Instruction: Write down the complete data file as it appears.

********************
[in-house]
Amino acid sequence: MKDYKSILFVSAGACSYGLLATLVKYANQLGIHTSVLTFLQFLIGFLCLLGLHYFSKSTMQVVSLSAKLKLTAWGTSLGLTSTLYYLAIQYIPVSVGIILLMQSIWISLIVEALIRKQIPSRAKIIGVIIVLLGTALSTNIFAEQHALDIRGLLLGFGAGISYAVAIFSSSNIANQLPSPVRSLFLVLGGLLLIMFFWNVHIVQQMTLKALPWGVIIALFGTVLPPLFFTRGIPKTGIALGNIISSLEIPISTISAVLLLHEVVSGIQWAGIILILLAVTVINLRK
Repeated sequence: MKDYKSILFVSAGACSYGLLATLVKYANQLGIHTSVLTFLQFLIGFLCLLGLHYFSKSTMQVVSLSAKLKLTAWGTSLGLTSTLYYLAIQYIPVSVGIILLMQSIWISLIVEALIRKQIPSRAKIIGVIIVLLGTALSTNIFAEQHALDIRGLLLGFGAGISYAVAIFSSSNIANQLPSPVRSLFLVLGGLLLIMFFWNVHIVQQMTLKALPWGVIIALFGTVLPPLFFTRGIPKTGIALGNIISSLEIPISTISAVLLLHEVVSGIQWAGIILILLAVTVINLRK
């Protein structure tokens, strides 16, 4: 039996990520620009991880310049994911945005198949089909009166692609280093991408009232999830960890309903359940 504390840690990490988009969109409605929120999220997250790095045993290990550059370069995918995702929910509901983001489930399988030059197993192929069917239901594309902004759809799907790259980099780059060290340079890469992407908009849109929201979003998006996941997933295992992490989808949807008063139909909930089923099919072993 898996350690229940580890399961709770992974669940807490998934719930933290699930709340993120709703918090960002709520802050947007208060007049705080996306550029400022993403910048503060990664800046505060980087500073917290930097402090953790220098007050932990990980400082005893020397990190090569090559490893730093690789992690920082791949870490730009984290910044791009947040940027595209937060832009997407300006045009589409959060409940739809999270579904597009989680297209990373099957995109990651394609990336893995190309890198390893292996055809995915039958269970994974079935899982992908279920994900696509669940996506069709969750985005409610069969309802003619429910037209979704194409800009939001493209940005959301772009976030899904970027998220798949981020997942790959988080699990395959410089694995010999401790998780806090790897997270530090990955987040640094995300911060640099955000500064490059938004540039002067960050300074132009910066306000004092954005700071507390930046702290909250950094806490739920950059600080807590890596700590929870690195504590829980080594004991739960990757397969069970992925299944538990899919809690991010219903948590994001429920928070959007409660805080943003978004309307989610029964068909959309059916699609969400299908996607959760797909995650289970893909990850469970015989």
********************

[in-house]
Amino acid sequence: MKDYKSILFVSAGACSYGLLATLVKYANQLGIHTSVLTFLQFLIGFLCLLGLHYFSKSTMQVVSLSAKLKLTAWGTSLGLTSTLYYLAIQYIPVSVGIILLMQSIWISLIVEALIRKQIPSRAKIIGVIIVLLGTALSTNIFAEQHALDIRGLLLGFGAGISYAVAIFSSSNIANQLPSPVRSLFLVLGGLLLIMFFWNVHIVQQMTLKALPWGVIIALFGTVLPPLFFTRGIPKTGIALGNIISSLEIPISTISAVLLLHEVVSGIQWAGIILILLAVTVINLRK
Repeated sequence: MKDYKSILFVSAGACSYGLLATLVKYANQLGIHTSVLTFLQFLIGFLCLLGLHYFSKSTMQVVSLSAKLKLTAWGTSLGLTSTLYYLAIQYIPVSVGIILLMQSIWISLIVEALIRKQIPSRAKIIGVIIVLLGTALSTNIFAEQHALDIRGLLLGFGAGISYAVAIFSSSNIANQLPSPVRSLFLVLGGLLLIMFFWNVHIVQQMTLKALPWGVIIALFGTVLPPLFFTRGIPKTGIALGNIISSLEIPISTISAVLLLHEVVSGIQWAGIILILLAVTVINLRK
């Protein structure tokens, strides 16, 4: 039996990520620009991880310049994911945005198949089909009166692609280093991408009232999830960890309903359940 504390840690990490988009969109409605929120999220997250790095045993290990550059370069995918995702929910509901983001489930399988030059197993192929069917239901594309902004759809799907790259980099780059060290340079890469992407908009849109929201979003998006996941997933295992992490989808949807008063139909909930089923099919072993 898996350690229940580890399961709770992974669940807490998934719930933290699930709340993120709703918090960002709520802050947007208060007049705080996306550029400022993403910048503060990664800046505060980087500073917290930097402090953790220098007050932990990980400082005893020397990190090569090559490893730093690789992690920082791949870490730009984290910044791009947040940027595209937060832009997407300006045009589409959060409940739809999270579904597009989680297209990373099957995109990651394609990336893995190309890198390893292996055809995915039958269970994974079935899982992908279920994900696509669940996506069709969750985005409610069969309802003619429910037209979704194409800009939001493209940005959301772009976030899904970027998220798949981020997942790959988080699990395959410089694995010999401790998780806090790897997270530090990955987040640094995300911060640099955000500064490059938004540039002067960050300074132009910066306000004092954005700071507390930046702290909250950094806490739920950059600080807590890596700590929870690195504590829980080594004991739960990757397969069970992925299944538990899919809690991010219903948590994001429920928070959007409660805080943003978004309307989610029964068909959309059916699609969400299908996607959760797909995650289970893909990850469970015989």